3. A method of photographic reproduction which comprises exposing a light-sensitive photographic gelatino-silver halide emulsion layer to a subject, said layer being not harder than a gelatin layer containing 0.7 gram of formaldehyde per pound of gelatin freshly coated, developing in said emulsion layer in substantially unhardened gelatin an image corresponding to said subject, fixing and washing the developed emulsion layer without hardening it, pressing an absorbent support against said layer while said layer is moist and free of greasy material to cause said layer to adhere to the support and without drying separating said support and layer to transfer a continuous stratum of the entire layer to said support.

4. A method of photographic reproduction which comprises exposing a light-sensitive photographic gelatino-silver halide emulsion layer to a subject, developing in said emulsion layer in substantially unhardened gelatin an image corresponding to said subject, said layer being not harder than a gelatin layer containing 0.7 gram of formaldehyde per pound of gelatin freshly coated, fixing and washing the developed emulsion layer without hardening it, pressing an absorbent support against said layer while said layer is moist and free of greasy material to cause said layer to adhere to the support and without drying separating said support and layer to transfer a continuous stratum of the entire layer to said support, moistening the remaining emulsion layer and transferring another continuous stratum of said emulsion layer to an absorbent support.

5. A method of photographic reproduction which comprises exposing a light-sensitive substantially unhardened gelatino-silver halide emulsion layer to a subject, said layer being not harder than a gelatin layer containing 0.7 gram of formaldehyde per pound of gelatin freshly coated, developing in said emulsion layer in substantially unhardened gelatin an image corresponding to said subject, treating said emulsion layer with a gelatin softening agent, pressing an absorbent support against said layer while said layer is moist to cause said layer to adhere to the support and without drying separating said support and layer to transfer a continuous stratum of the entire layer to said support.

EDWARD C. YACKEL.

(References on following page) REFERENCES CITED Number The following references are of record in the 1944'123 file of this patent: 2,367,939

UNITED STATES PATENTS Number Name Date Re. 20,694 Miller Apr. 12, 1938 Number 116,720 Loemmel July 4, 1371 168,578 663,539 Giesecke Dec. 11, 1900 226,598 1,567,333 scharschawsky Dec.29,1925 10 231,413 1,793,070 Eldridge Feb. 17, 1931 324,330

Name Date Fleishmann et a1. J an. 16, 1934 Gregory Jan. 23, 1945 FOREIGN PATENTS Country Date Great Britian June 1, 1922 Great Britain Dec. 22, 1924 Great Britain Apr. 30, 1926 Great Britain J an. 13, 1930

Patent Citations
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US116720 *Jul 4, 1871 Improvement in producing colored prints on paper and other fabrics
US663539 *Jun 1, 1900Dec 11, 1900Carl GieseckeProcess of producing transfers.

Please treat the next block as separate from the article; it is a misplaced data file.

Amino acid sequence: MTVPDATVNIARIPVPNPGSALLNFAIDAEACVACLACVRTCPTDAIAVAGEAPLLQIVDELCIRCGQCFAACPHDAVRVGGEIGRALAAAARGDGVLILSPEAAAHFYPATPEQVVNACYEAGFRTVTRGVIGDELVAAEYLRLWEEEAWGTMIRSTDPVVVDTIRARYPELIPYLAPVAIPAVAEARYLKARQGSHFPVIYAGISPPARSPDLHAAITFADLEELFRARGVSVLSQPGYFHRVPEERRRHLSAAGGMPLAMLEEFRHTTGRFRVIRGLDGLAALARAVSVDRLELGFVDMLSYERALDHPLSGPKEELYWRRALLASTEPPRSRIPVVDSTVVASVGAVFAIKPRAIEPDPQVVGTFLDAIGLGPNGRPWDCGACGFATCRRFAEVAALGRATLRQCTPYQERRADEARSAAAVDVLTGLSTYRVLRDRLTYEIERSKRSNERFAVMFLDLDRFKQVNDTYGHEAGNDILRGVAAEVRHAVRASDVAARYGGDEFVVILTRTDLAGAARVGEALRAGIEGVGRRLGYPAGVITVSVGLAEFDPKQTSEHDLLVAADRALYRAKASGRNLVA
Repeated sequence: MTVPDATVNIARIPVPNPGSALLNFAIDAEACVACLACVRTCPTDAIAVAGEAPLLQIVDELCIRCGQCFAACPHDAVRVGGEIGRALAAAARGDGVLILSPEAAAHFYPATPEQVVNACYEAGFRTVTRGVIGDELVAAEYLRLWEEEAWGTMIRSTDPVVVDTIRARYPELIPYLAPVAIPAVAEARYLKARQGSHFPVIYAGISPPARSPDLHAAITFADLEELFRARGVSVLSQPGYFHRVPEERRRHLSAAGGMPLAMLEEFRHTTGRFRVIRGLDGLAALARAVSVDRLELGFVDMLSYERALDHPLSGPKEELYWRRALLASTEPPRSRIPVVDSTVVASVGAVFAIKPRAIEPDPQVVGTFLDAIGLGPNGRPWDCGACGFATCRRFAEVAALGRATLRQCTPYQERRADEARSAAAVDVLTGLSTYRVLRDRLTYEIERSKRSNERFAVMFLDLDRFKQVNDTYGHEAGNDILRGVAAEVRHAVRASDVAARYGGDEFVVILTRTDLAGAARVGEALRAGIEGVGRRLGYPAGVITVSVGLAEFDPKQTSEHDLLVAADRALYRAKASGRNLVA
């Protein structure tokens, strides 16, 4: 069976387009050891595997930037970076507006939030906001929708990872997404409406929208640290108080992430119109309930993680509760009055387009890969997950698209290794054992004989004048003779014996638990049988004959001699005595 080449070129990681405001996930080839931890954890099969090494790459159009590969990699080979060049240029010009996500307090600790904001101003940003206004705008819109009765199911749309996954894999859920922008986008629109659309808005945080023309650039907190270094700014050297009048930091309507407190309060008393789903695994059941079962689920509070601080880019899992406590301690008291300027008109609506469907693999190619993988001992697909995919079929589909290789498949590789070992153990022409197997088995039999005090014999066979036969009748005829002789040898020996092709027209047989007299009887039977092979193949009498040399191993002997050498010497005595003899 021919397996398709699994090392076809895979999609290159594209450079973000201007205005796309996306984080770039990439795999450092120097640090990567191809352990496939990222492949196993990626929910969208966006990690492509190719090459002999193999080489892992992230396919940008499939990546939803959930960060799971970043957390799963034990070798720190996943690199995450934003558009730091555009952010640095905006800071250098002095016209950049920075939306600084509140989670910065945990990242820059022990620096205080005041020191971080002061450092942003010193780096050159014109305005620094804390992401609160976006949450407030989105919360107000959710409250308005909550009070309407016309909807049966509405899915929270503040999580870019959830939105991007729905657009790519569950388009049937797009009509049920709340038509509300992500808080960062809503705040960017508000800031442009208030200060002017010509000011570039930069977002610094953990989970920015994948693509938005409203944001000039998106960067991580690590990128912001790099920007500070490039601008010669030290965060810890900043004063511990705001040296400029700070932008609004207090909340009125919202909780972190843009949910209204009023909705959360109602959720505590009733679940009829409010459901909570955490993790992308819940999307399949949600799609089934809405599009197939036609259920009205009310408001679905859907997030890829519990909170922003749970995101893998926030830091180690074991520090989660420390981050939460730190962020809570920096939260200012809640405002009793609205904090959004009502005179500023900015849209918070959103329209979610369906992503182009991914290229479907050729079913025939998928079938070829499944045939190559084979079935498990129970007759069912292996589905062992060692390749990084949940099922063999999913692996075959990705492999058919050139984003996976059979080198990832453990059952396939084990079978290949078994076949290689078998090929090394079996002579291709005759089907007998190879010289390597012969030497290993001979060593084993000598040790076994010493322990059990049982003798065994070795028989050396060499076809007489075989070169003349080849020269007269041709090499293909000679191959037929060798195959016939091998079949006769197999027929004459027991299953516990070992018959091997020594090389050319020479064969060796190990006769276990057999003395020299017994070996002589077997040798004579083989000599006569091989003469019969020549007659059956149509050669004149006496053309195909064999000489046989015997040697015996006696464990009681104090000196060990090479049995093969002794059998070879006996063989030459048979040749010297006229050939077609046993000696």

US1567333 *Oct 29, 1923Dec 29, 1925Firm Polygraphische GesProcess for producing reproduction means for book printing and the like
US1793070 *Sep 3, 1926Feb 17, 1931John Arville HaeselerPhotomechanical process of printing
US1944123 *Sep 4, 1930Jan 16, 1934Gardner AbbottPhotogelatin printing
US2367939 *Feb 5, 1943Jan 23, 1945Westinghouse Electric & Mfg CoProcess for producing name plates and the like
USRE20694 *Aug 31, 1934Apr 12, 1938 Method of making covering material
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Referenced by
Citing PatentFiling datePublication dateApplicantTitle
US2687949 *Mar 16, 1949Aug 31, 1954Printing Arts Res Lab IncMethod and material for making overlay mask
US2710820 *Sep 18, 1952Jun 14, 1955Eastman Kodak CoFormation of laminates using contact resins
US2716059 *Jan 21, 1952Aug 23, 1955Eastman Kodak CoPhotographic transfer process
US2725298 *May 3, 1952Nov 29, 1955Eastman Kodak CoTransfer process of photographic printing
US2770534 *May 10, 1953Nov 13, 1956Printing Arts Res Lab IncMethod and material for making overlay masks
US3137605 *Feb 4, 1960Jun 16, 1964Buetow Ralph WThermographic method for marking photographs
US3139808 *Apr 25, 1961Jul 7, 1964Gerhard RitzerfeldMethod and apparatus for making printing form sheets
US3159484 *Dec 2, 1960Dec 1, 1964Gevaert Photo Prod NvMethod for preparing spirit duplicating masters
US3219444 *Apr 9, 1962Nov 23, 1965Technical Operations IncPhotographic processes
US3219445 *Apr 9, 1962Nov 23, 1965Technical Operations IncPhotographic processes
US4207102 *Mar 8, 1978Jun 10, 1980E. I. Du Pont De Nemours And CompanyMarking transfer sheets and process
US4232108 *May 1, 1979Nov 4, 1980E. I. Du Pont De Nemours And CompanyImaging layer of pigment, binder and color-forming, radiation-sensitive component on carrier
US4390614 *Mar 16, 1981Jun 28, 1983Richard M. PeckColor facsimile printing device comprising photosensitive ink in pores
US4420552 *Jan 25, 1983Dec 13, 1983Richard M. PeckMethod of producing printed images with a color facsimile printing device
US6033824 *Oct 31, 1997Mar 7, 2000Foto-Wear, Inc.Silver halide photographic material and method of applying a photographic image to a receptor element
US6090520 *Oct 1, 1999Jul 18, 2000Foto-Wear, Inc.Silver halide photographic material and method of applying a photographic image to a receptor element
US6245710Nov 13, 1998Jun 12, 2001Foto-Wear, Inc.Acrylic acid-ethylene copolymer, polyolefin and/or wax film-forming binders; thermosensitive microcapsules
WO1998020393A1 *Oct 31, 1997May 14, 1998Foto Wear IncSilver halide photographic material and method of applying a photographic image to a receptor element
Classifications
U.S. Classification430/252, 430/494, 156/230
International ClassificationG03C5/50, G03C11/12
Cooperative ClassificationG03C11/12, G03C5/50
European ClassificationG03C11/12, G03C5/50